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Wild Edible of the Week - Week 31 - "Saffron Milk Cap"

Botanical name : Lactarius deliciosus

Common names : Saffron Milk Cap, red pine mushroom, pine mushroom

Physical appearance : A funnel shaped, large, light orange mushroom with a short orange stem. The mushroom can vary between 3 and 10 cm in height and approximately 4 and 15 cm in width across the cap. The cap has a depression in its centre. The stem often features a covering of orange spots, which can help to identify it. Markedly, the Milk Cap has bright orange gills and produces orange "milk" when scratched or damaged. Upon contact with air, this "milk" turns green. 

Edible parts : The fungi is edible in its entirety.

Best places to find : Most commonly to be found in pine woodlands but can grow near other coniferous trees. Has a preference for acidic soils.

Time of year : Usually harvested between September and November.

Interesting factoid : Consuming large quantities of the Milk Cap can colour your urine orange.

Recipe : This is a widely used mushroom, common to the Mediterranean and Europe so many recipes can be found. Simple recipes which make the most of the deep flavours are best. A very easy recipe : simply fry in olive oil mixed with lots of crushed garlic and fresh parsley or coriander.

Please Note! : There are two other mushrooms which look very similar to the Milk Cap and are therefore easy to confuse! Please be sure you know what you are picking. If you are not sure, please do not risk your health/ life and seek expert advice! The two to watch out for (that are very similar to the Milk Cap but poisonous) :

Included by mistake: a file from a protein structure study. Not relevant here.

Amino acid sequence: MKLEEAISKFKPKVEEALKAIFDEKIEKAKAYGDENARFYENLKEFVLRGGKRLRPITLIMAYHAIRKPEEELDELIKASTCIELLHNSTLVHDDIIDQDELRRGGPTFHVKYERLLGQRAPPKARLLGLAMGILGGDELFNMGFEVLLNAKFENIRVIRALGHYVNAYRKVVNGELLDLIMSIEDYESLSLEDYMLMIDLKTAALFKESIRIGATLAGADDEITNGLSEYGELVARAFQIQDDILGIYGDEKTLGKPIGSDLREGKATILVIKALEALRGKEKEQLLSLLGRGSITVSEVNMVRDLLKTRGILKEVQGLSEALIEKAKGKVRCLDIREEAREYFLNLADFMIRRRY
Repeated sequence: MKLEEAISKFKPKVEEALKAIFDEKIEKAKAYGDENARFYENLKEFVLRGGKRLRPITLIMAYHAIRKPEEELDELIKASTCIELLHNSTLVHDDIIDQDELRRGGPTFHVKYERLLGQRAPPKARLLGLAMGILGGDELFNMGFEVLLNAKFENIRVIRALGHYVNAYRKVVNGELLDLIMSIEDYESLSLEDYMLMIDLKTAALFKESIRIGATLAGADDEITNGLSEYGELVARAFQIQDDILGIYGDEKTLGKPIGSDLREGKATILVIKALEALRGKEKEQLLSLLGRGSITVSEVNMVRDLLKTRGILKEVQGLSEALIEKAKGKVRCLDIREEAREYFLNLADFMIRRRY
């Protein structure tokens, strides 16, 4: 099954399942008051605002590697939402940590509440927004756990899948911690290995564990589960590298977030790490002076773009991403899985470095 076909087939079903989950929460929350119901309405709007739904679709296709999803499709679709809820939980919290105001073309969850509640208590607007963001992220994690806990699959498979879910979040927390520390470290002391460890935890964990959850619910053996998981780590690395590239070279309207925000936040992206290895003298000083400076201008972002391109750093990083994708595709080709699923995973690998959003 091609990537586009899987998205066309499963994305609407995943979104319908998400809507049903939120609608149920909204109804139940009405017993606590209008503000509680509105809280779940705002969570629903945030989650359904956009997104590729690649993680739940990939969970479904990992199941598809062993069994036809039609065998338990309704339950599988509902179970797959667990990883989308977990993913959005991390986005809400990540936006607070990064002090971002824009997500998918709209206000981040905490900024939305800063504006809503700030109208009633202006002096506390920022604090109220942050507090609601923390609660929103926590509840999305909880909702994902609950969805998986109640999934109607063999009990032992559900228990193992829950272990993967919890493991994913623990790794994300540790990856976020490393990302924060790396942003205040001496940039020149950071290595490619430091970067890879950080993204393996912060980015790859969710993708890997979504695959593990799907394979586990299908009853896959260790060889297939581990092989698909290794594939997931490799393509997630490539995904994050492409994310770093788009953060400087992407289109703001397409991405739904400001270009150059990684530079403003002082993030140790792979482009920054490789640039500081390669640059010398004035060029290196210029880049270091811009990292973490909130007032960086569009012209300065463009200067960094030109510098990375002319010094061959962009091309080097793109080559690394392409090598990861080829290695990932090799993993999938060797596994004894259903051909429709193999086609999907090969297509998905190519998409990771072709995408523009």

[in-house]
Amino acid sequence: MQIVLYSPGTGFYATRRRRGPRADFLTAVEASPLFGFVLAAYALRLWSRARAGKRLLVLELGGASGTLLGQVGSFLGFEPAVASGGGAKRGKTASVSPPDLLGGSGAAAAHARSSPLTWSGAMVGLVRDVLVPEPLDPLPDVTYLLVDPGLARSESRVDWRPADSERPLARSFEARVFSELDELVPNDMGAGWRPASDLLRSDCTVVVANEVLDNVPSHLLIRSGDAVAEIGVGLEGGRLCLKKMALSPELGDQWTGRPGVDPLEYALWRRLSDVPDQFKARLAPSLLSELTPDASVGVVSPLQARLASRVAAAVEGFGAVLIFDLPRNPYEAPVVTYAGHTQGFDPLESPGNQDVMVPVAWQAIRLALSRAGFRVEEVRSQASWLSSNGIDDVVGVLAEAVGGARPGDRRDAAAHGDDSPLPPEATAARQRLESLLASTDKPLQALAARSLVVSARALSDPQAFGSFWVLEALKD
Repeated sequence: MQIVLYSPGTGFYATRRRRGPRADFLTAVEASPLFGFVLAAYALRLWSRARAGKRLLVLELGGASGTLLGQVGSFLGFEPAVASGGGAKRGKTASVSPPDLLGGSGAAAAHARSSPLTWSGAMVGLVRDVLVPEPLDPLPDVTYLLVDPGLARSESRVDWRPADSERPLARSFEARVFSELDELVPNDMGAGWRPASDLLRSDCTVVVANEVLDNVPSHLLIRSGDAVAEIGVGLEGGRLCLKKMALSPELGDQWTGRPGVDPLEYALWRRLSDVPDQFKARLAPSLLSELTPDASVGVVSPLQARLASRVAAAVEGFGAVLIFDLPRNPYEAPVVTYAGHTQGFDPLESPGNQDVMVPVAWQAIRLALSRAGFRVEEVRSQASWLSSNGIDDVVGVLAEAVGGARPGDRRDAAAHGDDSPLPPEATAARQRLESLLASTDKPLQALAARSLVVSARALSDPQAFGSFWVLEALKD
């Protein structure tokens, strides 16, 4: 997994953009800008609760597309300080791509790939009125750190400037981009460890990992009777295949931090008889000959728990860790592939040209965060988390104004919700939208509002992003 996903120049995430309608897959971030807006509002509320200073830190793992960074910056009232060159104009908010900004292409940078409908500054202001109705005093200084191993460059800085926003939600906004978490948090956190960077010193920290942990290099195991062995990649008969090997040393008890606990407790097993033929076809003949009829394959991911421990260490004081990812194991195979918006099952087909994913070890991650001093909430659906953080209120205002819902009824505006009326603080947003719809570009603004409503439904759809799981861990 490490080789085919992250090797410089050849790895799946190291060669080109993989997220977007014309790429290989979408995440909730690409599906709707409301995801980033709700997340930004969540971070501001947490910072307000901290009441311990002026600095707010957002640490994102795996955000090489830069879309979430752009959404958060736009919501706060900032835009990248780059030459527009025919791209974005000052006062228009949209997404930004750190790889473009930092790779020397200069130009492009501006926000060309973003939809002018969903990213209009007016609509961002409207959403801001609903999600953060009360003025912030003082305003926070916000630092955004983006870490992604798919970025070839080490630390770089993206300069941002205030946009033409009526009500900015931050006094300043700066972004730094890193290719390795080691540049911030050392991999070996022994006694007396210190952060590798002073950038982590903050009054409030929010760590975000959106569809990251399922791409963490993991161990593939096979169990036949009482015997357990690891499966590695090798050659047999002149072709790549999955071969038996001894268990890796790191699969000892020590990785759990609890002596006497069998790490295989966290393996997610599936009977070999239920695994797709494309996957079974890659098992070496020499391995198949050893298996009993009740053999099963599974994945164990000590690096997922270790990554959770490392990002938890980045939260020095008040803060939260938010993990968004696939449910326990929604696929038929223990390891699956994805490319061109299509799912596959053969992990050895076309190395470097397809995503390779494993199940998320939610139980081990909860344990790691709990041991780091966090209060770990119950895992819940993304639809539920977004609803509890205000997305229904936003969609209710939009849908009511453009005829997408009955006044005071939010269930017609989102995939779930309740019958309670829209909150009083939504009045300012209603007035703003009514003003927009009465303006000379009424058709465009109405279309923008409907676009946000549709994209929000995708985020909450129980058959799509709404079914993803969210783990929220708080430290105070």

1) Lactarius helvus : Also commonly found in pine woodlands, this species is distinguished by a lack of bands on the yellow-brown cap, and its stem and cap are the same colour. Unlike the edible Saffron Milk Cap, the Lactarius helvus's milk is watery white and has a distinct smell of fenugreek. Highly poisonous!!!!

2) Woolly Milk Cap : Lactarius torminosus - Usually found amongst birch. The flesh and gills of this mushroom are flesh tone pink. The cap does feature rings but unlike the edible Saffron Milk Cap, the cap has a woolly appearance and produces a milk that is white. Highly poisonous!!!!!

Photos courtesy of Ericsteinert


Big D
Big D

Author

Big D An avid outdoors man and explorer, Big D has been studying the art of bush craft and survival for over 15 years. Initially instilled with forest and coastal knowledge from his grand parents, Big D has practiced and expanded these skill sets to a high level. Ever knowledgeable on many outdoor skills and gear, Big D is always ready to help with useful advice and tips. Professionally, he has been involved in the industry for 8 years and has published hundreds of articles and videos, which have been enriching social media sites for years. Big D has been a solid member of the Bushgear team since June 2016.



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